The first group believed that “natural competition” from the “superior white race” would eventually eliminate blacks and Indians in Brazil. Obviously, then, Brazil would have to import more whites to make up for this fall-off. The United States, by the way, was these gentlemens’ model because, according to them, the U.S. was well on the way to eliminating its “black problem” through actual physical elimination (though they usually used the euphemisms of their American counterparts and said things like “out compete”). I call these boys (and they were almost exclusively male) the “kill the bastards off” crowd.
The second group is perhaps best represented by João Batista de Lacerda. This group took a long, hard look at what little information existed about genetics and interbreeding at the time and concluded that there was no scientific basis for the notion that racial purity was inherently superior. They looked at dog breeders and plant breeders and concluded that, with the proper management, hybridism could in fact create a super race. For this group, the question then became “well, what is the proper mix for the future Brazilian super race?” Given that they were indeed racists (as even most Black scientists were at the time) and also white supremacists, it was pretty much universally agreed that Brazil had “too much black blood for its own good” and that importation of white blood from Europe via immigration was called for. The members of this crowd were the real “whiteners” in that they actively encouraged interracial mating and marriage.
Now, these groups were locked in a struggle and neither one could truly be said to have achieved hegemony within Brazilian thought until Gilberto Freyre came along in the 1930s and kicked the blocks out from under both by proclaiming, in Casa Grande e Senzala, that blacks were historically the most “successfully competing” race in Brazil in pure biological and cultural terms and that there was no reason at all to see them as necessarily inferior.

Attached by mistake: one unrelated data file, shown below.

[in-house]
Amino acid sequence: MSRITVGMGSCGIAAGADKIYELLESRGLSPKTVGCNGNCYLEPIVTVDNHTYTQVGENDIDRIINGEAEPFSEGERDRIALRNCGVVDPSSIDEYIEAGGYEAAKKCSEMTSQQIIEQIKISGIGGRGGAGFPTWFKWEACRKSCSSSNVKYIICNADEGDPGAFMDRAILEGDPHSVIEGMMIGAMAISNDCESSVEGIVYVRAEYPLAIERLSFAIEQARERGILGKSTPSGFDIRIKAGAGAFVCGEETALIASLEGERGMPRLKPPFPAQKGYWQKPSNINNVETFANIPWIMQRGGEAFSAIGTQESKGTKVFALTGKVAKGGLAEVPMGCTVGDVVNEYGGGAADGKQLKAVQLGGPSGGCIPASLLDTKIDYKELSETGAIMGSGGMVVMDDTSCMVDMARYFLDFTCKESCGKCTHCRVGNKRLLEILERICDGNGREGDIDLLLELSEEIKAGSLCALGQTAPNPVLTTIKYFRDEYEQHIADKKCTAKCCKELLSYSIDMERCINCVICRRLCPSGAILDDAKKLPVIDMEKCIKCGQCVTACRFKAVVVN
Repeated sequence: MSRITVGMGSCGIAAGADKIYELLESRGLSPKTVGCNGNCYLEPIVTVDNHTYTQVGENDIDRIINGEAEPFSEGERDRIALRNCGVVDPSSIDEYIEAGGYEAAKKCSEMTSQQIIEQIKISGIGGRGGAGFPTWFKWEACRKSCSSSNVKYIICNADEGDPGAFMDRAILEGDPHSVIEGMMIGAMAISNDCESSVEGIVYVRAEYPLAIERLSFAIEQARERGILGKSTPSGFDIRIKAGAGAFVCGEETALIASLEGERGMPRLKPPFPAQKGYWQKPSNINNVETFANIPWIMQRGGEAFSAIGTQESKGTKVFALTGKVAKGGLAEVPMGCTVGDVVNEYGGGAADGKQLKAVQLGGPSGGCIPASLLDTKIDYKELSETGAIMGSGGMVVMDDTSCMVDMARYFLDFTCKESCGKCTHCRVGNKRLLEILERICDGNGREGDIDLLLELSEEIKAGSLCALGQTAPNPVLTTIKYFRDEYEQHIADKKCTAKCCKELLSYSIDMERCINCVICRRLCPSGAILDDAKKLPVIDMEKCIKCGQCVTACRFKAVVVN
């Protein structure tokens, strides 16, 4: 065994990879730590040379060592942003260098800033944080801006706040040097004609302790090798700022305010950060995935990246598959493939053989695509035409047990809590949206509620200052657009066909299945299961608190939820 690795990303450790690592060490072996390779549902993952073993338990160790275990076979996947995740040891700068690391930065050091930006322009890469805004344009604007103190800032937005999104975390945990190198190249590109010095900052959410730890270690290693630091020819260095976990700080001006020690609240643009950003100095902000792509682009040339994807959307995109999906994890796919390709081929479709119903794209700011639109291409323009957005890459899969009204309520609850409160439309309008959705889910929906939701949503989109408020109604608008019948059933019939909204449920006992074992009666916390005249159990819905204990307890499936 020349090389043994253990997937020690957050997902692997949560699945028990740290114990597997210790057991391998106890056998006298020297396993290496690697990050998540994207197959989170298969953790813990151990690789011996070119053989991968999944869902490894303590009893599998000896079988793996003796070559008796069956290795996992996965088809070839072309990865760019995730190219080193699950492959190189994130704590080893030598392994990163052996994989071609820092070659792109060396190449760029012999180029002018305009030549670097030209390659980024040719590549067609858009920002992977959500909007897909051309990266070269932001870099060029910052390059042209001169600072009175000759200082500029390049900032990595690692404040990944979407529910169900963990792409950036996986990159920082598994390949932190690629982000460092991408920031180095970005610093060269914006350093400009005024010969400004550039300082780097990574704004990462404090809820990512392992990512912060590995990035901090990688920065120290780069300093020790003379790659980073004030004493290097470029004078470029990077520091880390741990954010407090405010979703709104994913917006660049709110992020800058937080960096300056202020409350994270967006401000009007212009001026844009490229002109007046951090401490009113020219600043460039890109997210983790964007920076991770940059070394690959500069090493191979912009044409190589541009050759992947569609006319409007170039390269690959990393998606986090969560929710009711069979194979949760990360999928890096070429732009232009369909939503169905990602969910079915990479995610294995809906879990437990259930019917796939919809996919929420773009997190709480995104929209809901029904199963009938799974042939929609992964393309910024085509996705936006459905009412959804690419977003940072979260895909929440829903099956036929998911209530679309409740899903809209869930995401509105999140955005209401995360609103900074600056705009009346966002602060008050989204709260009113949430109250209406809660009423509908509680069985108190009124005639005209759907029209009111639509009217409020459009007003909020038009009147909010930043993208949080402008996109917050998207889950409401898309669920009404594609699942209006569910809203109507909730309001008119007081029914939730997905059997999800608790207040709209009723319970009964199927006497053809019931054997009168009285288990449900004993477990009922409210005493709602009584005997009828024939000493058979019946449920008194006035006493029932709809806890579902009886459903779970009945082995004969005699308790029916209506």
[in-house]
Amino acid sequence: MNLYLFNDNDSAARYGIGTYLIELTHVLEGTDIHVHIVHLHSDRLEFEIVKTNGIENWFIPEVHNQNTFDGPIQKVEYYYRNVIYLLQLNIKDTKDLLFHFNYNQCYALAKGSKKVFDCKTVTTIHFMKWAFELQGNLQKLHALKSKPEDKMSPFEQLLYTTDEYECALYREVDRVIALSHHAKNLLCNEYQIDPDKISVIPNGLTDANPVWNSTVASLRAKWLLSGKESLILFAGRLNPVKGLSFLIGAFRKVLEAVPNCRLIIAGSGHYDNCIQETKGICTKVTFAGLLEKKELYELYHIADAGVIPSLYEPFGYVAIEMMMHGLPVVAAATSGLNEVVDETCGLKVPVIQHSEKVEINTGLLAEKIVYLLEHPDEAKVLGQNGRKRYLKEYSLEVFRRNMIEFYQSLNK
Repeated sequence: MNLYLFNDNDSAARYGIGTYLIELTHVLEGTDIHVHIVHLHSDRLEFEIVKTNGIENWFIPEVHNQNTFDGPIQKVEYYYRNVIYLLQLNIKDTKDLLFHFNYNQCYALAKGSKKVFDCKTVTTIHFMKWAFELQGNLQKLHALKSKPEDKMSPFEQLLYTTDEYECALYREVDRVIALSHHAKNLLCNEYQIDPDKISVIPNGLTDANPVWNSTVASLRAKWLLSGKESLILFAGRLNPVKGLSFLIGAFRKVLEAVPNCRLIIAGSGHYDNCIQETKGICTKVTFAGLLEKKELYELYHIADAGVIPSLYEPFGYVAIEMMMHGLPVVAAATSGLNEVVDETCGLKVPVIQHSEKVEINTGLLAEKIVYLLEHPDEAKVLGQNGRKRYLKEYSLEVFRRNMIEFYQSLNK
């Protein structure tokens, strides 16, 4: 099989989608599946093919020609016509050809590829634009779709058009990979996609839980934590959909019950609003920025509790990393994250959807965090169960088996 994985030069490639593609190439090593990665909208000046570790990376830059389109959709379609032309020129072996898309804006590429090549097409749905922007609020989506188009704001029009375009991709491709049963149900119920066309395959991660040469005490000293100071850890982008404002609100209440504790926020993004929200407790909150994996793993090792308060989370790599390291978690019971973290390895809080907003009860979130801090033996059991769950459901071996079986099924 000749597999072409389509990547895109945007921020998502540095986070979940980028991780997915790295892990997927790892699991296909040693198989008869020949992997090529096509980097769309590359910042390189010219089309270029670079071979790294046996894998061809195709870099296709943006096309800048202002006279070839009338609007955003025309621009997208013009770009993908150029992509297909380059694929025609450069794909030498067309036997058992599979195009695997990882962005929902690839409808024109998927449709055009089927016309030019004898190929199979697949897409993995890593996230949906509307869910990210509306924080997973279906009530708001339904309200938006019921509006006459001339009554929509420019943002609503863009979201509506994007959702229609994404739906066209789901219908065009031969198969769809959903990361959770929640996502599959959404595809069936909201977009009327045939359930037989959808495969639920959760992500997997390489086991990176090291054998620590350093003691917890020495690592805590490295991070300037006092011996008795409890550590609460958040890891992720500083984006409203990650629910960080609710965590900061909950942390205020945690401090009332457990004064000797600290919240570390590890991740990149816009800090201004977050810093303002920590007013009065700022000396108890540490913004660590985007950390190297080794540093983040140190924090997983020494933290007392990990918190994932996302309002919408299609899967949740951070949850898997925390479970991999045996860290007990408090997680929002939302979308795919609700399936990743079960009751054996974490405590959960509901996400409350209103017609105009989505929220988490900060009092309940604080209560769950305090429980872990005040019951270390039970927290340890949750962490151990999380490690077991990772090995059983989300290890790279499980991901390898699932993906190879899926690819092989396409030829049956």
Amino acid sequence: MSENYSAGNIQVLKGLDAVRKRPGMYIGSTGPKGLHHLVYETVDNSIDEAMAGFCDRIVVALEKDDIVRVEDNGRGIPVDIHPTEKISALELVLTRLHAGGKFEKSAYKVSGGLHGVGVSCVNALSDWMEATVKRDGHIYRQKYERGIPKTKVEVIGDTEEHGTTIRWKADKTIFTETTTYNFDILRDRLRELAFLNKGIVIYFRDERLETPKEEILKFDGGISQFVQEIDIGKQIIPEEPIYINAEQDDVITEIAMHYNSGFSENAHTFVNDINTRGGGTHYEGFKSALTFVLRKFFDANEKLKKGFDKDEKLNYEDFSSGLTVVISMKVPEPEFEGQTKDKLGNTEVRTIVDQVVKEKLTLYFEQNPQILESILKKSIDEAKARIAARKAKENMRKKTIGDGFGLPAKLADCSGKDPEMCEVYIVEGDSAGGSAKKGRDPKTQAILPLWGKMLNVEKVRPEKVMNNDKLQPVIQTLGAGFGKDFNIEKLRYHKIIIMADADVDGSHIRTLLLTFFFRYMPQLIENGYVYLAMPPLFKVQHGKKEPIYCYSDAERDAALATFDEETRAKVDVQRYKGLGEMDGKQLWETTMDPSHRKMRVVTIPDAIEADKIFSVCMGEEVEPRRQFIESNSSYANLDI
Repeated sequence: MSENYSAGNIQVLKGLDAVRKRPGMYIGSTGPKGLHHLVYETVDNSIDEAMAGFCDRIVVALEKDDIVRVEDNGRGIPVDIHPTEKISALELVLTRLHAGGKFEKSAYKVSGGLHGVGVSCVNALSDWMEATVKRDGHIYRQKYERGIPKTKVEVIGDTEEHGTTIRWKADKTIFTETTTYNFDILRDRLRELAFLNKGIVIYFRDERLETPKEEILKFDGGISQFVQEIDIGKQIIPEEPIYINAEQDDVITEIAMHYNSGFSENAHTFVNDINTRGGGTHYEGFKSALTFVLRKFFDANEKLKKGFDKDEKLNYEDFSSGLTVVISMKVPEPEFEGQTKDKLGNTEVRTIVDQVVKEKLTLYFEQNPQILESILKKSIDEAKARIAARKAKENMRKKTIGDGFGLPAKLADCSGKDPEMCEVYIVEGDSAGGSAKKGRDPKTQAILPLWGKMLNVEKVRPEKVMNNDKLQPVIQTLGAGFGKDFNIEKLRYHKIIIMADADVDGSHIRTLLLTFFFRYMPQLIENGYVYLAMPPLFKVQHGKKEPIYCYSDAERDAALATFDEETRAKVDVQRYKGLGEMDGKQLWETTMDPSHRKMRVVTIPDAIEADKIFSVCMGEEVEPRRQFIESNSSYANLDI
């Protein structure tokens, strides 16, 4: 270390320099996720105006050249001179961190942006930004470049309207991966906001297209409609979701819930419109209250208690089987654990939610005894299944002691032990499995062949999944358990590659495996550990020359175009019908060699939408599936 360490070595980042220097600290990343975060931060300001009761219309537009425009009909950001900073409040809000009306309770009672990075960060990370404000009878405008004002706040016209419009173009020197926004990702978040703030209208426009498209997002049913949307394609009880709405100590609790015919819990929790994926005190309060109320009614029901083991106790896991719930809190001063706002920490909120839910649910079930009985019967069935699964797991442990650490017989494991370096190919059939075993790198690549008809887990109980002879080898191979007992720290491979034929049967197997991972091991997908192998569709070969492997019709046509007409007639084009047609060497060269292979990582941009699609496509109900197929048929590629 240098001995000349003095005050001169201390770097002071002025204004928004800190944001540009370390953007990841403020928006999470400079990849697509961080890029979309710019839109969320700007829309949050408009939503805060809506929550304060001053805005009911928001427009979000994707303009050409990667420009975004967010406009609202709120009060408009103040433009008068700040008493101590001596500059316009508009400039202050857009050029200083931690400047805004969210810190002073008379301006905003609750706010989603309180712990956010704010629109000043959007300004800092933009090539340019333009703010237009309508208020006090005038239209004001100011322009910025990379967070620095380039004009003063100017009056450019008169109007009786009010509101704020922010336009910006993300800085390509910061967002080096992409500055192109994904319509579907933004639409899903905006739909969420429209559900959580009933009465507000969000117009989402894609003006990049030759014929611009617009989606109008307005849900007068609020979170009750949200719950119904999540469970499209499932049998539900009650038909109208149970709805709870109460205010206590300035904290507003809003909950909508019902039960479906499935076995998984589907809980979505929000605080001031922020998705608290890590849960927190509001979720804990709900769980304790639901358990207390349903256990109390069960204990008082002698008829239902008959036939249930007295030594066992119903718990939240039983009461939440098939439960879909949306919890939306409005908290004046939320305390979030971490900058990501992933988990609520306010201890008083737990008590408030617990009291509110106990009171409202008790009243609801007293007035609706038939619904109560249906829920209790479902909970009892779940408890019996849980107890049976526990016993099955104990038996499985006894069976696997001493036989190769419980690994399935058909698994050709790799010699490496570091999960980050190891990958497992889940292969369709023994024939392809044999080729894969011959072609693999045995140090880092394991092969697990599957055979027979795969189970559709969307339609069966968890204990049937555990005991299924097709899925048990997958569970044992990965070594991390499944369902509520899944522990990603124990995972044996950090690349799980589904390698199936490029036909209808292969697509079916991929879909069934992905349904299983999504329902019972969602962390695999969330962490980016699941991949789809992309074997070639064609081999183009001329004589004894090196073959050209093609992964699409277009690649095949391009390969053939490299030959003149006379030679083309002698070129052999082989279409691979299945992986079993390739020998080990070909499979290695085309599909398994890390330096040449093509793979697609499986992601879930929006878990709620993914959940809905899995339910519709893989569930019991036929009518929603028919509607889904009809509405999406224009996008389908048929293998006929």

Neither the white purists nor the miscegenists were able to enact significant legislation of any sort in Brazil. Their debate provided an intellectual pastime for the Brazilian elite during the Belle Époque, but it had very little impact in the way of national – or even local – laws. This needs to be emphasized because I’ve met many Americans who seem to think that Brazil actually engaged in some sort of effective national eugenics policy during the “whitening” period. In fact, Brazil’s migration and colonization policy stayed firmly anchored to the country’s economic need for cheap agrarian labor, no matter what the ethnicity. Brazil imported immigrants from Europe during this period, but also from Japan, because that was primarily where people were migrating from and those nations (again, in the case of Japan) were willing in many cases to subsidize immigration.
In other words, Brazilian law makers and scientists might have talked a nice line about applying eugenics, but the country’s immigration policy was, in general, more concerned with picking up field laborers on the cheap from wherever they could be had at a decent price.
For all its supposed import in the eyes of Americans, it is difficult for me to see whitening theory as really having had much of an impact on life as it’s lived in Brazil today. Long before the theory became popular, interracial sex was fairly common in Brazil. The theory seems to me to have simply put the best possible gloss on Brazilian reality in order to contradict the purist eugenicists who were dominant in Europe and the U.S. at the time and whose theories condemned Brazil to eternal degradation. Most of the people who were having heterochromatic sex in Brazil at the time probably never even heard about the debate.
Furthermore, Brazil was a racist and white supremacist nation long before whitening theory came into vogue. Whitening theory certainly didn’t cause Brazilian racism and may be seen, ironically enough, represent Brazil’s first tentative step away from classic white supremacy, in that its at least postulated some sort of incorporation of blacks, Indians and mestiços into the body of the nation. While Lacerda himself didn’t believe this (stating in 1911 that Brazil would eventually indeed become entirely white through selective breeding), other “whiteners” believed that the process would create a truly unique and new race, a “Brazilian” race, that was neither black nor white. This was ultimately the view of Lacerda’s student, Edgar Roquette-Pinto, who would be an immense influence on Gilberto Freyre and who go on to found Brazilian national public radio.
POSTADO POR ANA PAULA DA SILVA, THADDEUS GREGORY BLANCHETTE
Originally from: http://omangueblog.blogspot.co.uk/2010/02/whitening-theory-in-brazil.html